4. I think a reasonably rigorous English test makes sense. After all, there simply aren’t as many unskilled jobs around these days as there were in the 1950s and 60s and assimilation is (or should be) an important objective for any immigration policy. But I am not sure what an Australian values ‘test’ would include other than something about support for democracy and broad legal equality between men and women. But surely anyone could ‘fake’ their response to questions like those?


  5. Rajat – I quite like the Dutch video test that confronts migrants with some of the realities of a modern liberal society; it is much more confronting than rote-learning answers to an internet test.


  6. It’s a stupid rote learning test that will be hijacked by the Combatants of the Culture Wars. Has anyone seen the syllabus and the references to reconciliation, multiculturalism, etc? Why is Howard so fond of setting up these future gifts for the Left of politics?

    And it’s ironic if the aim is to keep out Muslim fundies. These Sheikhs have memorised their Korans from back to front. Do you think they’re going to have a problem passing a test like this if they’re younger generation and fluent in English?


  7. The irony, Jason, is that I think you’re right that it’s a skirmish in the kulturkampf rather than anything practical. But given its provenance it’s more likely to be tilted towards the right than the left.

    And it will be barrier to some would-be citizens – though not the Muslim fundies for the reason you point out. I have an Irish born relative by marriage who lived in Oz for 30 years but would not become a citizen until the oath of allegiance to the British queen was removed from the ceremony by the Hawke government.


  8. “Has anyone seen the syllabus and the references to reconciliation, multiculturalism, etc? Why is Howard so fond of setting up these future gifts for the Left of politics?”

    For your benefit Soon.


  9. I’m a Muslim and I don’t quite understand why this is seen, by some, as something that will discriminate against Muslims. In order for a test to be discriminatory against Muslims there would need to be questions that a Muslim would find impossible or very difficult to answer but a non-Muslim would find easy. I don’t see how this is possible.


  10. Andrew E, I should have been more explicit. What I meant was that there are fewer jobs around that someone can walk into and not have to communicate with the general public (in English).


  11. On a tangential note, someone who works in another country’s immigration department told me the other day that it’s easy for the Australian government to get more UK migrants – they just increase the weight that our points system allocates to english proficiency. S/he told me that this has in fact occurred in Australia over recent years, though I can’t seem to locate the relevant evidence on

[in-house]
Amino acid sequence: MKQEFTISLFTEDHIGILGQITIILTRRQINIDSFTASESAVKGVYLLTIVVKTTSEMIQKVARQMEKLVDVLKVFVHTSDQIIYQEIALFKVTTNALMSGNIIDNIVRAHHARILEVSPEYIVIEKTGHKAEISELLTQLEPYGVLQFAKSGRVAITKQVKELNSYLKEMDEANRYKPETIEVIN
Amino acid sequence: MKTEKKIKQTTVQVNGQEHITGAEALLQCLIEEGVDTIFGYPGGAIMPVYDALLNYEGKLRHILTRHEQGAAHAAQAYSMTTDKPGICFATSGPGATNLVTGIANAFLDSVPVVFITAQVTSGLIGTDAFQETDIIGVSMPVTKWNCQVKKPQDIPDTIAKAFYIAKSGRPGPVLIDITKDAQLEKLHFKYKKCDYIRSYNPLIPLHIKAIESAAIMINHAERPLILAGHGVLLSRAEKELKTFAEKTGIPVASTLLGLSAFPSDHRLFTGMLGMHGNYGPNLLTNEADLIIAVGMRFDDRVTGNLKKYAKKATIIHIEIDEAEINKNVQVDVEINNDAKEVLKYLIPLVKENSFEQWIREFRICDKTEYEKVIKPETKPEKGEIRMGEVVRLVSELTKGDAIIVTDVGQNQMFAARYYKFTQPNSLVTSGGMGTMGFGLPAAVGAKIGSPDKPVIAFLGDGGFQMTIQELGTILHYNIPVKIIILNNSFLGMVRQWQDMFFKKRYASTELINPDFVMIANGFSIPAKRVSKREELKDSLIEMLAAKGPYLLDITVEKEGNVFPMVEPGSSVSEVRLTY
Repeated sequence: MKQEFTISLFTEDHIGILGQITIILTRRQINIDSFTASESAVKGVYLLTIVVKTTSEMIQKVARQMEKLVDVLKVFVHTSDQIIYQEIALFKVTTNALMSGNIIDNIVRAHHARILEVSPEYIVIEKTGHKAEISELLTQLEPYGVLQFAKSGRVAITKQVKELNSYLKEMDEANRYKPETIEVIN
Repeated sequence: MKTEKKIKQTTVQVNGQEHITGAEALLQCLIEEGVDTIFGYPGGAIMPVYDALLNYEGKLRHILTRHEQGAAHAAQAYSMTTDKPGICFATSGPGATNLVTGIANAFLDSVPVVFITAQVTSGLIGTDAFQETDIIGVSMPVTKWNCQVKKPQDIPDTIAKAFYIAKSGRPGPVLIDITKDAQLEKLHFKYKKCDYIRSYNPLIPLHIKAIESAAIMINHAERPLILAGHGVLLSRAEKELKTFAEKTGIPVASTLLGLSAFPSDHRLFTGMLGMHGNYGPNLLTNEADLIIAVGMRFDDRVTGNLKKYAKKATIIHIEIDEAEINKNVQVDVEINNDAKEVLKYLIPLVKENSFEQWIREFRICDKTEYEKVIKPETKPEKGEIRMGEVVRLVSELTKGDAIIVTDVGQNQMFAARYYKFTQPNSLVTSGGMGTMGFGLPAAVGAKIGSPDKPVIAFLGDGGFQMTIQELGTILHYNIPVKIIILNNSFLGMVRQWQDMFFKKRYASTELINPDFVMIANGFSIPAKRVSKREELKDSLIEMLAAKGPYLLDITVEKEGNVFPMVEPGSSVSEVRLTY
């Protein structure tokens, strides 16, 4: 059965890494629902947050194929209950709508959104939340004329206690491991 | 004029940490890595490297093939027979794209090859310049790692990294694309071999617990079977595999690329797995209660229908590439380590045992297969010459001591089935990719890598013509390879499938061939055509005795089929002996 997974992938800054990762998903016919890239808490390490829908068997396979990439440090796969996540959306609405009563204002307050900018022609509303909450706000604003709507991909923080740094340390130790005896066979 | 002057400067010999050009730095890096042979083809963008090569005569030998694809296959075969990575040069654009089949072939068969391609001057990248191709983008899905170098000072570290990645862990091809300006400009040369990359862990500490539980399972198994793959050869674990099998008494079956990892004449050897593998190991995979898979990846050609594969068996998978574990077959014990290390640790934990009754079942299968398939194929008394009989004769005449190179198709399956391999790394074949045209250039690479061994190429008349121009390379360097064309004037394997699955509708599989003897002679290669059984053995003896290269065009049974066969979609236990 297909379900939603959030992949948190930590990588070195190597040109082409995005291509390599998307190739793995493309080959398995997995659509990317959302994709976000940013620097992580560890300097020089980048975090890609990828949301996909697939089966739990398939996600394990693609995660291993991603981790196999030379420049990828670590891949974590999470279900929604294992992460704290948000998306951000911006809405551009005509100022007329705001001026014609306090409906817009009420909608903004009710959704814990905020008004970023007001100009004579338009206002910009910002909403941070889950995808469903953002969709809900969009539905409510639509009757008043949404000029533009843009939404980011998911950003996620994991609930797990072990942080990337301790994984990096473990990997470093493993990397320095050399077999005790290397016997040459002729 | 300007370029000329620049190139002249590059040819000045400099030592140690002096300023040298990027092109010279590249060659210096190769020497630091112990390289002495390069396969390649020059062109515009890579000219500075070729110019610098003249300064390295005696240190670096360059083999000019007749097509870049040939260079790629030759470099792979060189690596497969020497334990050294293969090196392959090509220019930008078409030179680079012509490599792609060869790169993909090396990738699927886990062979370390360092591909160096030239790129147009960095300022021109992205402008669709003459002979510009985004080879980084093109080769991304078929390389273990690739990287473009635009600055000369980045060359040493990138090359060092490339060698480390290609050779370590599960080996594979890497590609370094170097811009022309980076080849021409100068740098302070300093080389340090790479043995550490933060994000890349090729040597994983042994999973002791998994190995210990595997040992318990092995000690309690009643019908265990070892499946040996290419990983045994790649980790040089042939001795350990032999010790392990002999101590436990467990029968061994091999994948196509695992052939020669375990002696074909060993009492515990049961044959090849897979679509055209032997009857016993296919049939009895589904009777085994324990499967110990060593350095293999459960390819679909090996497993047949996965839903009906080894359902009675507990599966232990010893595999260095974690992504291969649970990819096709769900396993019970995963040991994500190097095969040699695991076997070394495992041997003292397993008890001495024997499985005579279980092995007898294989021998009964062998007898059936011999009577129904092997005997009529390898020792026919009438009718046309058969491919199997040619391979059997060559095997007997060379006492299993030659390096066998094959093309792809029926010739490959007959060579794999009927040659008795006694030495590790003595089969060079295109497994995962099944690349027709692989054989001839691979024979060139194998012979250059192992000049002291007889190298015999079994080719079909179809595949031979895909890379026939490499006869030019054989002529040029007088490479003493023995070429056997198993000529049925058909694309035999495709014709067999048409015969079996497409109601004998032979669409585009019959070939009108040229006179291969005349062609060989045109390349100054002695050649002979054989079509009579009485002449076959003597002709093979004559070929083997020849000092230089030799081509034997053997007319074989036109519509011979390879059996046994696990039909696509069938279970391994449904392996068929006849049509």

12. Having seen a sample of questions for the test on The Age website, it seems to be less about values and more about basic facts. It’s true many locals would struggle to pass, but arguably, many long-time car drivers would struggle to pass the written component of a driver’s licence test – that doesn’t mean it’s pointless. I don’t think it’s altogether a bad thing if intending migrants have to spend a few hours swotting up on Australiana. Whether the citizenship test is an efficient way of promoting Australian values or securing high quality migrants is a separate question.


  13. hi i am not so keen of citizenship test.while it can be easy and reasonable for people who have been here for a while or have been studing here but it is not fair for others who are new arrival , too old to learn somthing.
    totally it can not be acceptable option to decide about who is more whorthy to live in australia


  14. Raha

    A) You cannot become a citizen as a new arrival. you have to have lived in Australia for a couple of years to be eligible to apply.

    B) It does not decide who is worthy to live in Australia, merely who is granted citizenship (a priviledge).

    It does surprise me that this seems to have caused such a stir in Australia. In the UK a similar test was introduced by a Labour government with barely a murmer of dissent.


Leave a Reply

Fill in your details below or click an icon to log in: Logo

You are commenting using your account. Log Out /  Change )

Facebook photo

You are commenting using your Facebook account. Log Out /  Change )

Connecting to %s